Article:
Risk means uncertainty about the outcome. In investments, risk is generally used to mean the probability of not meeting the expected returns in an investment. This could mean three possibilities:
- The investment returns lesser profits than expected.
- The investment does not give any return.
- The principal invested is also lost either partly of fully.
For example, you may have invested Rs 10,000 in a stock which has the probability to give you a 30% return and it may so happen that the price of that stock unfortunately plummets to Rs 7500. It has given you a negative return (or loss) of Rs 2,500. That’s partial loss of principal invested. Such a scenario generally happens only in case of equities and equity based investments like mutual funds, futures and options etc. however, other categories of investments like gold and real estate are also subject to value risk.
In stock markets, risk is the degree of price volatility expected in a share. For example, if we have invested in a share that has a price volatility of 10% it means that, the price of that share could go up or down 10%. To attempt to get that 10% profit, you also take the risk of losing 10%. So, as the risk level increases, the expected return is high, the probable loss is also high. These two go hand in hand.
Risk is present for any financial product. Hence, Fixed deposits, equity mutual funds, ULIPs, ETFs, index funds, derivatives – all carry the risk of not hitting the expected target of beating inflation rates and generating real returns.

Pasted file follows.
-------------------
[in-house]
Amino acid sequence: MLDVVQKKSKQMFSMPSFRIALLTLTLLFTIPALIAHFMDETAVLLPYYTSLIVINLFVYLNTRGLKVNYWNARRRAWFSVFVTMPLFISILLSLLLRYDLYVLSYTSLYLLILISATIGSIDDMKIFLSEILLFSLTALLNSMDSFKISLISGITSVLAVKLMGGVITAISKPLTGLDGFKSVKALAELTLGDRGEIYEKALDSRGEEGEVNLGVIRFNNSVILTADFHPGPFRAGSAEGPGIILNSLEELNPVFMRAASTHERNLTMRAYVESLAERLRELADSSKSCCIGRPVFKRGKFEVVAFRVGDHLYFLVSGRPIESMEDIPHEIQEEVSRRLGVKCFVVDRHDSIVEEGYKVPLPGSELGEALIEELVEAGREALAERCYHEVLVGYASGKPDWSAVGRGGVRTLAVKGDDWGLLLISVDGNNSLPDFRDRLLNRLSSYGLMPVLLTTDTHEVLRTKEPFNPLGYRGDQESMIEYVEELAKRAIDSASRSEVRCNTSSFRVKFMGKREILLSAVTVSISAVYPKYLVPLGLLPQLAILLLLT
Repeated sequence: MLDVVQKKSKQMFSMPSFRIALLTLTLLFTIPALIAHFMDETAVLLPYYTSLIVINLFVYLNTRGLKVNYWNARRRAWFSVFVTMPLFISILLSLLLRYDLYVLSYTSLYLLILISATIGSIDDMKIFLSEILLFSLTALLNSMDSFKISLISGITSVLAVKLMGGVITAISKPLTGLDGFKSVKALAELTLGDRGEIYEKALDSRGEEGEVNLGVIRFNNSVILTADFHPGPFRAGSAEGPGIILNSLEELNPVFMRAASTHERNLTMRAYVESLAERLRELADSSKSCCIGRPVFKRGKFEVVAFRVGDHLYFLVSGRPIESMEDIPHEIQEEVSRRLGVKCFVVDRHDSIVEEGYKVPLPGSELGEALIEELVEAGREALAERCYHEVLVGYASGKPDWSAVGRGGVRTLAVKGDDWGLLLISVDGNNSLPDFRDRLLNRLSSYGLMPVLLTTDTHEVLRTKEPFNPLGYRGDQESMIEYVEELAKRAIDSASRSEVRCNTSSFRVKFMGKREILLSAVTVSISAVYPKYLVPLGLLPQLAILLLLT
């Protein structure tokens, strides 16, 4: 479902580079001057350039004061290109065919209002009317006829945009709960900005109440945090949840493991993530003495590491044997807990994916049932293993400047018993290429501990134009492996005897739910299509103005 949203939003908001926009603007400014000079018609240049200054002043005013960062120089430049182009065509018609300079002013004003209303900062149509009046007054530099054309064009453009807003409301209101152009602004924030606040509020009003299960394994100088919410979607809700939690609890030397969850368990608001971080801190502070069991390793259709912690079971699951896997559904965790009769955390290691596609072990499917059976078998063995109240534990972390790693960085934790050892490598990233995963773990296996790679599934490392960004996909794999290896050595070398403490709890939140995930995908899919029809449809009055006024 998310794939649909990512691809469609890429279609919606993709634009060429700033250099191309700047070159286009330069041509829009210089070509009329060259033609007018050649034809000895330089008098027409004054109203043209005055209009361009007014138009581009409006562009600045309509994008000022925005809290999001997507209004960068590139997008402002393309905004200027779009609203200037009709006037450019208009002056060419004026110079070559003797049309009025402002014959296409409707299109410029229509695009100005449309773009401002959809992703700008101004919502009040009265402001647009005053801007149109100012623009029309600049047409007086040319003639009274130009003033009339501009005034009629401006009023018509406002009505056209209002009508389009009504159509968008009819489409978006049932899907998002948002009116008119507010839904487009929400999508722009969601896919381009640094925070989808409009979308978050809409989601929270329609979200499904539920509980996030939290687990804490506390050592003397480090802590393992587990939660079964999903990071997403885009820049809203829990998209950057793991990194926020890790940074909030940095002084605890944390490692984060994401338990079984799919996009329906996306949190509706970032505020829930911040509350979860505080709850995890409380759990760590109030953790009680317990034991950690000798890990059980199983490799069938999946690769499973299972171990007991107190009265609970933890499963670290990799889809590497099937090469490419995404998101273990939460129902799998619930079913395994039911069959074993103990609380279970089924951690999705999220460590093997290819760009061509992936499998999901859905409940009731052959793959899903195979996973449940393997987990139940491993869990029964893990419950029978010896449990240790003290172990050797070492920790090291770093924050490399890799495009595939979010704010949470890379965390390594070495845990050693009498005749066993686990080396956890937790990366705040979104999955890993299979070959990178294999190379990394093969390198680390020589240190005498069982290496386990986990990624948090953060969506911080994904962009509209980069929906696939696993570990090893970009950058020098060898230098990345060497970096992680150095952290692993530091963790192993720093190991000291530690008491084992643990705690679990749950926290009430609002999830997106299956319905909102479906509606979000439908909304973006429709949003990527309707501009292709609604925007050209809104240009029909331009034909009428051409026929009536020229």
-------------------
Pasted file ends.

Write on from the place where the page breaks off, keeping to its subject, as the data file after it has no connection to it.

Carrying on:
Depending upon the type of Investment, risk comes from many sources. For example, variation in inflation rates primarily affects returns from fixed income investments and commodity prices are primarily affected by variations in its demand and supply. In the case of stock market investments – business entities function in an environment that’s dependent on various factors – within the business, within the sector and the economy as a whole. Any change in these variables impacts the business negatively or positively depending upon the direction of change. When the change is negative, it affects the profitability of the business and its future prospects. As a result, the stocks respond with a fall in prices.
Types of risk
Business risk – for example, IT sector may face problems if the American government decides to curb outsourcing of jobs to India. Such changes in the environment in which the business functions may affect adversely and hence stock prices may fall. Apart from that, business men may face risks in the form of irregular supply or shortage of raw materials, break down of machinery, labour problems, change in taste of its customers, new technological advancements and introduction of innovative products by competitors. There’s a lot of sources from where a business may face risks, that would ultimately affect its performance and hence, it’s stock prices. One part of business risk is financial risk which is the risk of businesses relying too much on loan funds. Businesses that thrive on huge loans would find it difficult to expand and lower its production costs, as a chuck of its profits would go into paying off interest on loans. Connected with financial risk is the interest rate risk – ie, the probability that the general interest rates would go up. Such a situation would further bring down the profits of a company since, now the company has to pay more interest on loans than expected. Generally, there is an inverse relationship between interest rates and stock markets. One final risk within the business risk is management risk – which is nothing but the risk associated with the key persons of the company under-performing.